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“I do not admit that a woman can draw like that,” said Degas when he saw one of her pictures
December 1973 | Volume 25, Issue 1
In 1872 the twenty-eight-year-old American arrived in Rome to begin her career in earnest. She soon moved on to Parma, where she fell under the spell of the great native painter Correggio, whose splendid madonnas impressed her indelibly; in fact, years later mothers and children emerged as her favorite theme. But Mary Cassatt was not only copying. In that same year, 1872, she had a picture, On the Balcony , accepted by the Paris Salon. She had signed it Mary Stevenson, using her middle name; and a letter her brother Alexander wrote to his wife, commenting on this and her inclusion in the Salon, reveals all too clearly what the family really thought of her European decision:
[She] is in high spirits as her picture has been accepted by the annual exhibition in Paris. This you must understand is a great honor for a young artist. … Mary’s art name is “Mary Stevenson” under which name I suppose she expects to become famous, poor child.
The “poor child” was soon in Madrid studying Velazquez and in Antwerp copying Rubens; then, in 1873, she reached her ultimate destination, Paris. There one day on the Boulevard Haussmann she saw something in an art-shop window that was to have a profound effect on everything she did from then on. It was a small pastel by Edgar Degas. “I used to go and flatten my nose against that window and absorb all I could of his art,” she wrote later. “It changed my life. I saw art then as I wanted to see it.” That winter Mary Cassatt painted a portrait, Madame Curlier , clearly reflecting her admiration for Degas’ work, and sent it to the 1874 Salon. The painting was accepted. When the exhibition, vast as always, opened, Degas was there, moving from canvas to canvas with his sharp eye and sharper tongue. Suddenly, in front of Mary Cassatt’s entry, he came to a halt—this time she had signed her own name—and turning to a friend exclaimed: “That is true! There is someone who feels as I do.” Though Degas and Cassatt were not to meet for three years, a link had been forged.
In the meantime Mary Cassatt was meeting the sort of people she had hoped to find in Paris: James McNeill Whistler, a fellow expatriate who came to admire her work as much as she admired his; John Singer Sargent, whom she was to accuse of betraying his great talent in order to make a fortune from slick society portraits; and there was an exceptionally perceptive teen-ager from Philadelphia named Louisine Waldron Elder. Their first encounter took place at a boarding school run by an Italian friend of Mary Cassatt’s. Always a teacher at heart, when the painter saw that the young girl was interested in art, she immediately took her under her wing. The next step is recorded in the pupil’s memoirs:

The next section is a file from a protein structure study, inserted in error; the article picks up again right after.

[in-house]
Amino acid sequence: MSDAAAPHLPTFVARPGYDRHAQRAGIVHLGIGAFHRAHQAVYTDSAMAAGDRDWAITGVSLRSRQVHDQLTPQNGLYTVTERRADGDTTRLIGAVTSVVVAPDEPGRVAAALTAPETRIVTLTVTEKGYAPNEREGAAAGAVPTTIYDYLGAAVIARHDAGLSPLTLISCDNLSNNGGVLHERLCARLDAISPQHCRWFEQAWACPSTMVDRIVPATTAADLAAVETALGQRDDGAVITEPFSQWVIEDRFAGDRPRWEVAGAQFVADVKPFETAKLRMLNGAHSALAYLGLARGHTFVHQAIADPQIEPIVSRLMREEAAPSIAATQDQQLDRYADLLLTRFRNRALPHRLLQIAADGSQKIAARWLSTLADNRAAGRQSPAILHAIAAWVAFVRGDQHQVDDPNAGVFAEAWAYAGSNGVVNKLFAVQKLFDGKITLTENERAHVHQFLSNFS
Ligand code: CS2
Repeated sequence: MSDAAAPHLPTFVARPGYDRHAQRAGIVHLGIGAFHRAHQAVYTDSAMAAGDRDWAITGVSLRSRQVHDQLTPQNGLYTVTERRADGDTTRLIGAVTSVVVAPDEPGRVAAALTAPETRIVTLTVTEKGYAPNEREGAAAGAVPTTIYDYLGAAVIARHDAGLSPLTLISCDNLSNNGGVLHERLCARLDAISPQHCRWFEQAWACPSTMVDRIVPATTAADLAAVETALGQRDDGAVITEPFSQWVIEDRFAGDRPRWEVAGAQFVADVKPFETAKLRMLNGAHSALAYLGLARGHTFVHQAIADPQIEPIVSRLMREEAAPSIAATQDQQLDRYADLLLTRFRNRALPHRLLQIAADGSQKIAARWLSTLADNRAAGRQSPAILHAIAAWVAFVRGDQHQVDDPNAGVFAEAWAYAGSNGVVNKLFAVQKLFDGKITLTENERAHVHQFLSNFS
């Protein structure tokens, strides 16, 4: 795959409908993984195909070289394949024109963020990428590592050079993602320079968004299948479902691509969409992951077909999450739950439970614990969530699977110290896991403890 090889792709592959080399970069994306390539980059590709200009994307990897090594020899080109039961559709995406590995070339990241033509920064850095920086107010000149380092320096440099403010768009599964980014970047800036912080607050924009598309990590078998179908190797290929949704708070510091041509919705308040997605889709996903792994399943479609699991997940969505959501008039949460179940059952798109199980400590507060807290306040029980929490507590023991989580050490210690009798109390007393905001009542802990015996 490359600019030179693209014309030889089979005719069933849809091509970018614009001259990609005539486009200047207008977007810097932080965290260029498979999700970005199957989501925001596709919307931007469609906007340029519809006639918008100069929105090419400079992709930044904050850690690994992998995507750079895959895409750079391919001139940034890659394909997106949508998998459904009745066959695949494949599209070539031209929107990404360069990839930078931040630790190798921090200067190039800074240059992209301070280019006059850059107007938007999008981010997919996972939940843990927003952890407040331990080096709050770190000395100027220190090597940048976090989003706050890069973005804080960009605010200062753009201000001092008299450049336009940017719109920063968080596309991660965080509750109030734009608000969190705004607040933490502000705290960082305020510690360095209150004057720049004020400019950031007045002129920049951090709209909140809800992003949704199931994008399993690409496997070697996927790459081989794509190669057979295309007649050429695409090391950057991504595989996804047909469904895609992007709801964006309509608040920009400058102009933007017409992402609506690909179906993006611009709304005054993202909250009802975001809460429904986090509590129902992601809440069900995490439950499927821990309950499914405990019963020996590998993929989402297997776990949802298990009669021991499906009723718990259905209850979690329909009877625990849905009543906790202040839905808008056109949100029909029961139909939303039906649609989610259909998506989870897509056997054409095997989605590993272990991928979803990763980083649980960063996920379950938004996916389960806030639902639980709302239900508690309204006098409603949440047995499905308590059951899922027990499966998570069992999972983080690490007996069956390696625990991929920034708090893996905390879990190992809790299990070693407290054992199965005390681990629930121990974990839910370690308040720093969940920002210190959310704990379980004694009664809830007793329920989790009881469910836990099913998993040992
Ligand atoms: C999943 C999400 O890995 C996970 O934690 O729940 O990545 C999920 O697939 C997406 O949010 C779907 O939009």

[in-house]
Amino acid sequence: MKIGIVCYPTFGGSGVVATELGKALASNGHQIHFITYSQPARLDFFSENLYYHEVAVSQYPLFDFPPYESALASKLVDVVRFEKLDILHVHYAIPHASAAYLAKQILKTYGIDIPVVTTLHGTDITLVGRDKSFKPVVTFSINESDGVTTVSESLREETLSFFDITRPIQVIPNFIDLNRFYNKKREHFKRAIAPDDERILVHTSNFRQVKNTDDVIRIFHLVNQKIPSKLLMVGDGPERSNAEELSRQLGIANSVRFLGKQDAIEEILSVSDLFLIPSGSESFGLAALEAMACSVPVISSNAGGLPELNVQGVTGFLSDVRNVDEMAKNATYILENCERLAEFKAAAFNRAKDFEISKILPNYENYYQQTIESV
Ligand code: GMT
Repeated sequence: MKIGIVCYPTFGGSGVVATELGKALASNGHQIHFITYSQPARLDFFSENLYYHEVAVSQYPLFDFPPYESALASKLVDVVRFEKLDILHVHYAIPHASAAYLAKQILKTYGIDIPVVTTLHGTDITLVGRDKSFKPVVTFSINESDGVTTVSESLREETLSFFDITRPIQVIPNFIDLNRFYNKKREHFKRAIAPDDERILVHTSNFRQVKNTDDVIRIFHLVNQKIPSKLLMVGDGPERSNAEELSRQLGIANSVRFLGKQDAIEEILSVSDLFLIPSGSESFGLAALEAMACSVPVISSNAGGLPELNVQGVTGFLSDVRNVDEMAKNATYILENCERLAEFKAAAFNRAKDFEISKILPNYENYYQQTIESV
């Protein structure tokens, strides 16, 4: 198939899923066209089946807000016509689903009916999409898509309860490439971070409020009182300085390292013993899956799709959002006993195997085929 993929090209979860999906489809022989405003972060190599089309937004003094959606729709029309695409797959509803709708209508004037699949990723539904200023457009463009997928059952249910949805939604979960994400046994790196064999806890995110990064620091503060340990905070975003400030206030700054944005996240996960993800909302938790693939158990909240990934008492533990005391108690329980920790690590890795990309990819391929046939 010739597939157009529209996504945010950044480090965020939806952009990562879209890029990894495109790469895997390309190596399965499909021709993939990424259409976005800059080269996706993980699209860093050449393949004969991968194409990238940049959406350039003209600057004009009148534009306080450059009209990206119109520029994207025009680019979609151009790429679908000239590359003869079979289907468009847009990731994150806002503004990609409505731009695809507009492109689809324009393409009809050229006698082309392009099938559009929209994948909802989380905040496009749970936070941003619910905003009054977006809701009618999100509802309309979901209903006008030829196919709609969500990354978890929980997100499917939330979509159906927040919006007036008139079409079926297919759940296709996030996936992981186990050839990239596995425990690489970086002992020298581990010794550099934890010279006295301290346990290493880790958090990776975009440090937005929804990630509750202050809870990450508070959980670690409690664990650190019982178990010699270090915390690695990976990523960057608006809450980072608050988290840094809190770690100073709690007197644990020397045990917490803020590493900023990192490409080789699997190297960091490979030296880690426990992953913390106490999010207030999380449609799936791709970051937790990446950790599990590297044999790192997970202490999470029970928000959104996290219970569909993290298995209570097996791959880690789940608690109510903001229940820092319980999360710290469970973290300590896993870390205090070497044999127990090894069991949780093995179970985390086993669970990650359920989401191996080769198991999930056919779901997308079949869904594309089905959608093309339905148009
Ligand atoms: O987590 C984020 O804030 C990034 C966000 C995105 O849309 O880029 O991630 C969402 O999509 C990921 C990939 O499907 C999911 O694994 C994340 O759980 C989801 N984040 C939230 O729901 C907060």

I was about sixteen years old when I first heard of Degas, of course through Miss Cassatt. She took me to see one of his pastels and advised me to buy it. … I scarce knew how to appreciate it, or whether I liked it or not, for I believe it takes special brain cells to understand Degas. There was nothing the matter with Miss Cassatt’s brain cells, however, and she left me in no doubt as to the desirability of the purchase and I bought it upon her advice.
There certainly was nothing wrong with Miss Cassatt’s brain cells. When an heir sold the pastel, Répétition de Ballet , in 1964, the picture the young Louisine Elder had bought for a hundred dollars fetched $410,000.
These early years of the seventies witnessed a growing sureness in Mary Cassatt’s work, an increasing boldness in her faces, and an unflinching honesty in her portrayal of character. Always a hard worker, she was in her studio by eight every morning, painting until it was dark. She was selling, too, at prices up to a hundred dollars, not at all bad for the period. And she was exhibiting to good notices at the National Academy of Design in New York and had paintings accepted in five successive Paris Salons. It appeared that the determined young American was on her way to becoming a solid, established artist—perhaps another Rosa Bonheur. But then something happened. For the Salon of 1875 she submitted two pictures; one was accepted, but a portrait of her sister, Lydia, painted in the light, almost transparent coloring favored by Degas and Monet, was turned down. She toned it to the dark palette then fashionable at the École, and it was accepted in the Salon of 1876. When she was rejected again the following year, Mary Cassatt decided that she would never again compromise, never again submit to the Salon.